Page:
Years ago, after purchasing some rural acreage, I planted chestnuts, walnuts, hazelnuts, pecans and hickory nuts. Now all my trees are bearing nuts. I have raised them like children. (The photo above is a developing chestnut on one of the many trees I planted on my property.) But their value transcends physical food!
From an elevated and spiritual point of view, nuts (which are large seeds) symbolize intellectual ideas that are of extra value and big enough to feed and sustain the mind. I have learned that the human mind and its memory are like a field, and, various principles (like seeds) will take root in the soil or quality of this mental ground. In fact, a growing tree represents all the same steps that a growing intellect goes through.
That is why we can easily exchange botanical terms for mental functions. For instance, the ideas of the human mind take root, branch out, flower, produce fruit, and create new ideas (seeds) to take root or be planted in another person’s mind (one’s psychoscape).
Therefore, the visible world of nature can enlighten us as to the nature of the invisible world of the spirit—if we know how to decode it.
According to scientist/theologian Emanuel Swedenborg, Holy Scripture makes use of this same kind of symbolic language (he called it correspondences). As an example, the Garden of Eden in Genesis represents the beautiful quality of noble thoughts and affections of humans who allowed God to plant heavenly ideas into the inner landscapes of their souls. Such an inner paradise of the human heart and mind leads to true and eternal happiness.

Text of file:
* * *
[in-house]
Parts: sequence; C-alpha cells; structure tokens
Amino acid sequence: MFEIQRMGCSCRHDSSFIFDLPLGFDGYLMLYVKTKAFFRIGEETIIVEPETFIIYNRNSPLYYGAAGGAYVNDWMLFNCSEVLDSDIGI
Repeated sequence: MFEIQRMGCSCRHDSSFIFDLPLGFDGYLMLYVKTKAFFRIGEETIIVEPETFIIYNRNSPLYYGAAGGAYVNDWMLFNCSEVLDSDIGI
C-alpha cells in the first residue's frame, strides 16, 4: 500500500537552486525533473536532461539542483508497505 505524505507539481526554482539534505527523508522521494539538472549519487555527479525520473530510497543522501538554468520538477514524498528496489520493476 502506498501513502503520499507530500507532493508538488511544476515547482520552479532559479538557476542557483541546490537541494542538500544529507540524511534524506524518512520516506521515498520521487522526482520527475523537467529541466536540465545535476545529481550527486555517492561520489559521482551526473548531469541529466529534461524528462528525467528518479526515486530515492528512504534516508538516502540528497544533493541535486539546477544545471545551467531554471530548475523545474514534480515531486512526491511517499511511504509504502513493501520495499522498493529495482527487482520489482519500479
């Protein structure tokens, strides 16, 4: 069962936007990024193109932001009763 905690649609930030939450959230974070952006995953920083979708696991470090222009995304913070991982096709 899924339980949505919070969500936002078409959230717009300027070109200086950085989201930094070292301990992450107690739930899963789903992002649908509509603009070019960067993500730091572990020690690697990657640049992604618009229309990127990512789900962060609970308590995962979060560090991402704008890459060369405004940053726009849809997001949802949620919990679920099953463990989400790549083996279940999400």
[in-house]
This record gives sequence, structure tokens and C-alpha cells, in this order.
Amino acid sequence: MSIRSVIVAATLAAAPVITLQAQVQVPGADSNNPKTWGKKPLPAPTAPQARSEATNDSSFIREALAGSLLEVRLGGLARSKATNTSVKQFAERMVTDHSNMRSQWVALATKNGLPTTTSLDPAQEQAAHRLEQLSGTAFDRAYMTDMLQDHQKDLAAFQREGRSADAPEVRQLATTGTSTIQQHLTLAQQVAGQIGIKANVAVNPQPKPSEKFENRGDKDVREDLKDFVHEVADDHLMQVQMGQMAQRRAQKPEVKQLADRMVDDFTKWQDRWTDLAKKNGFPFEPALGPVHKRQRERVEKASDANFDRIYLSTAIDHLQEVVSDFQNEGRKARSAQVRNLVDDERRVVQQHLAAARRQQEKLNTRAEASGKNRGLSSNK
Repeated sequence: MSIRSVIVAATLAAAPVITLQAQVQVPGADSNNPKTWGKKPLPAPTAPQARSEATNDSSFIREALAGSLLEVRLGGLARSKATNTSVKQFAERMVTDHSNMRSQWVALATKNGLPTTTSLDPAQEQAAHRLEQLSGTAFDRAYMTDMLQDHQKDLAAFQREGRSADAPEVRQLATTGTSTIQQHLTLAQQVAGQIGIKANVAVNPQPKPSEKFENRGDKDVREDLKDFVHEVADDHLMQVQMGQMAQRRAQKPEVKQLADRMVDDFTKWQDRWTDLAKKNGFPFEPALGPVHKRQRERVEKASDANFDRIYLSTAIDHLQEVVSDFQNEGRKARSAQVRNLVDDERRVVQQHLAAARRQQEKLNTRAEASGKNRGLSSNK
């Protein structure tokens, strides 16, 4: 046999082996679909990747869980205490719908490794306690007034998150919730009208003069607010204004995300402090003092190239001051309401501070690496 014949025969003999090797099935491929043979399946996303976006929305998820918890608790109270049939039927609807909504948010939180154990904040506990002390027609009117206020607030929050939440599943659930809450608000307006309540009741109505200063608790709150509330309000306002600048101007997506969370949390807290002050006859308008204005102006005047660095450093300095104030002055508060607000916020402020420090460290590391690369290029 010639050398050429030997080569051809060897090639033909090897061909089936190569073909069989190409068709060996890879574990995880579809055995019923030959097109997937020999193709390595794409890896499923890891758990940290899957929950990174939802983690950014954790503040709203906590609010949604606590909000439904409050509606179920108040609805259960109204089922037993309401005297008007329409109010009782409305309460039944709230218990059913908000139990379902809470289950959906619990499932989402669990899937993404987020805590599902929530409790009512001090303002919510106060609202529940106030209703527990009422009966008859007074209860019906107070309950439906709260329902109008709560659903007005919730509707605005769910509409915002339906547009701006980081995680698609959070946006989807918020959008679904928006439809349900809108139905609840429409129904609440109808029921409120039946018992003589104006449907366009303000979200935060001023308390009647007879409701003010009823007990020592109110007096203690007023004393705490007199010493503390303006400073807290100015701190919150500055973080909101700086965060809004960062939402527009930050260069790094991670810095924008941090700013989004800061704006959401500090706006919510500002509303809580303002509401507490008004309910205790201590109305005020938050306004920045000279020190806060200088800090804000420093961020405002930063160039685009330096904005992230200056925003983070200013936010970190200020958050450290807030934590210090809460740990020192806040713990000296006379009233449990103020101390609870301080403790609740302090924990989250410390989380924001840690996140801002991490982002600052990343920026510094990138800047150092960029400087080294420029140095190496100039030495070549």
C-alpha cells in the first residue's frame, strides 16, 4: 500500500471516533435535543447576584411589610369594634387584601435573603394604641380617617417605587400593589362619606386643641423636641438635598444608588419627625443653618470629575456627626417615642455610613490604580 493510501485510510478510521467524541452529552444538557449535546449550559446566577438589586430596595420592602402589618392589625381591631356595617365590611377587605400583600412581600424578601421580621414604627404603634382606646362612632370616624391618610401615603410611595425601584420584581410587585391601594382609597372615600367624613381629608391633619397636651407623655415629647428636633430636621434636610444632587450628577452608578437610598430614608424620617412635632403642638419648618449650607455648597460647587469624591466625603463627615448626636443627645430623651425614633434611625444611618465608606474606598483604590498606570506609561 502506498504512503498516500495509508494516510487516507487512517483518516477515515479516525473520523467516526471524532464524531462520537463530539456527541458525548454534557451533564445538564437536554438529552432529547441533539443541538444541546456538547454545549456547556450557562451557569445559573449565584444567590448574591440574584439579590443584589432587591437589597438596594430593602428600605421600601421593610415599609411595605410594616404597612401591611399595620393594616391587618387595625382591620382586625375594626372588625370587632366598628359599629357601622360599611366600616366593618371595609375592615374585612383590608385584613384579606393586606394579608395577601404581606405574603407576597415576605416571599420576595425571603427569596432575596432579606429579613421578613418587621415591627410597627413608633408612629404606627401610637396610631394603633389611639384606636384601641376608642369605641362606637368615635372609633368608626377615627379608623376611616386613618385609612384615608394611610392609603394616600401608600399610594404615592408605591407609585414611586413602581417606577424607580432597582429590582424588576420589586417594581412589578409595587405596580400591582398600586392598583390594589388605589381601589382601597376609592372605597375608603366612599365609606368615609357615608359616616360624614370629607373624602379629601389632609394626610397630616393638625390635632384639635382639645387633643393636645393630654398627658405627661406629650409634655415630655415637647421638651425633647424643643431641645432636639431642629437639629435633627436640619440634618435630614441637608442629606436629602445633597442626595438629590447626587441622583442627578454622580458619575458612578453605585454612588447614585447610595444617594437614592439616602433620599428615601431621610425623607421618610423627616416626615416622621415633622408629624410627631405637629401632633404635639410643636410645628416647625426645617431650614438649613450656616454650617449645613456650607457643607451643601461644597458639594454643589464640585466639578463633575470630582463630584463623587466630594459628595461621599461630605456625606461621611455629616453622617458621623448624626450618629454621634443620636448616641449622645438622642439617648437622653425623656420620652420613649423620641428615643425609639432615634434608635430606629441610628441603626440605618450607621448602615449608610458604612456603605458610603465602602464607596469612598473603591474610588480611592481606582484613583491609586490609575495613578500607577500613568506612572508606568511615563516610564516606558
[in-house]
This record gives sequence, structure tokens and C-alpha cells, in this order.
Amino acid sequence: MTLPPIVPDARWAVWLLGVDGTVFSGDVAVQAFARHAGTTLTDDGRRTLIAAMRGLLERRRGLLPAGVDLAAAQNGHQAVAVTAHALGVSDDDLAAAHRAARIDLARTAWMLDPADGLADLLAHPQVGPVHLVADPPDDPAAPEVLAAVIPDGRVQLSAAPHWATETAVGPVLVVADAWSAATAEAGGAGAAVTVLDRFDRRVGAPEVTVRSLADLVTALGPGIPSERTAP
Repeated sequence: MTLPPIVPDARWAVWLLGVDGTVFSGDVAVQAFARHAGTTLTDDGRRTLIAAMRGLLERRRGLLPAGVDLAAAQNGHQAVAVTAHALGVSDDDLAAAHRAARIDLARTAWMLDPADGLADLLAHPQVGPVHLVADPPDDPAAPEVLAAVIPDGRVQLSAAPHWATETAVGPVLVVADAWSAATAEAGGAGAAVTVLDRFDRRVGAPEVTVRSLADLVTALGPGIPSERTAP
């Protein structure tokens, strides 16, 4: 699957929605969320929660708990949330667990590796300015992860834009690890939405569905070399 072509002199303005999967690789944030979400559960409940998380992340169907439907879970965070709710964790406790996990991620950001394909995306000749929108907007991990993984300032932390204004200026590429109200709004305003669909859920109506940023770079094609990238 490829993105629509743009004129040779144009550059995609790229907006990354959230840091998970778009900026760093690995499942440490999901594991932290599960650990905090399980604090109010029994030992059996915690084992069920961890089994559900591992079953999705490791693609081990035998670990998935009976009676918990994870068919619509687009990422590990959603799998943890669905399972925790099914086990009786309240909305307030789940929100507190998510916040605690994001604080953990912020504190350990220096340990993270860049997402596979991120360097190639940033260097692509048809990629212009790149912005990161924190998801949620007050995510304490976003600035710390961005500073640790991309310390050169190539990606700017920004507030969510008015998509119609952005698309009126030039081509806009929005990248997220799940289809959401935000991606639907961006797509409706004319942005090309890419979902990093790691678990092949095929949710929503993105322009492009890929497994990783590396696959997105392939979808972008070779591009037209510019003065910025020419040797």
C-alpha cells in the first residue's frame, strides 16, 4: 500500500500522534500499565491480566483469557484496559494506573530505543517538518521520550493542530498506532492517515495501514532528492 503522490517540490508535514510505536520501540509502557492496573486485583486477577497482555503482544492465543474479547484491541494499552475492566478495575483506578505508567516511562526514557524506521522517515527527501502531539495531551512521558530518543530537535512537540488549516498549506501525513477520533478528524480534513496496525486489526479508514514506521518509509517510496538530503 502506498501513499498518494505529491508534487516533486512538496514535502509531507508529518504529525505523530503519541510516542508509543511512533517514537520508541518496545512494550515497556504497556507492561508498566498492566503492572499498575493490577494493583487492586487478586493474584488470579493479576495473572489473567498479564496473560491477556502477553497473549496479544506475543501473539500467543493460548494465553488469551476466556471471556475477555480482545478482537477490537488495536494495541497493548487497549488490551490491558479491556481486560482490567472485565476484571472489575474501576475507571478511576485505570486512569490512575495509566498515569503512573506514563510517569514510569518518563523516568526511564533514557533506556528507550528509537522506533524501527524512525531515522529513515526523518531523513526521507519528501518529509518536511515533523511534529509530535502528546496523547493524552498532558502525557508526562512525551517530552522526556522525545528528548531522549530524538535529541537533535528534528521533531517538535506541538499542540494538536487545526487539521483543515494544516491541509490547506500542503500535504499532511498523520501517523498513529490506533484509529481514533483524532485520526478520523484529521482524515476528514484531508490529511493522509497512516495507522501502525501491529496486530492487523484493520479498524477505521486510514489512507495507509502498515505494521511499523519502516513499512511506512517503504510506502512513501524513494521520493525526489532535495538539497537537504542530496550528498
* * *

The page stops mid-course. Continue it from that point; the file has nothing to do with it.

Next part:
Having studied Swedenborg’s symbolic interpretation of the Holy Bible for many years, I was inspired to create a landscape and garden that would constantly remind and teach me, through sacred symbolism, valuable spiritual lessons on cultivating my inner eco-reality and psychoscape.
Our life choices become the inner flora and fauna (bio-diversity) of our hearts and minds, so we should always be vigilant as to what we allow to live and grow deep inside us.
The quality of our inner world becomes the ecosystem of our spiritual world (whether heaven or hell). This is why the Lord said His kingdom is “within you.” Heaven is not a place you go to—it is something you become!
My first book Sermon From The Compost Pile illustrates how we can learn valuable lessons on how to garden in this world and for the next.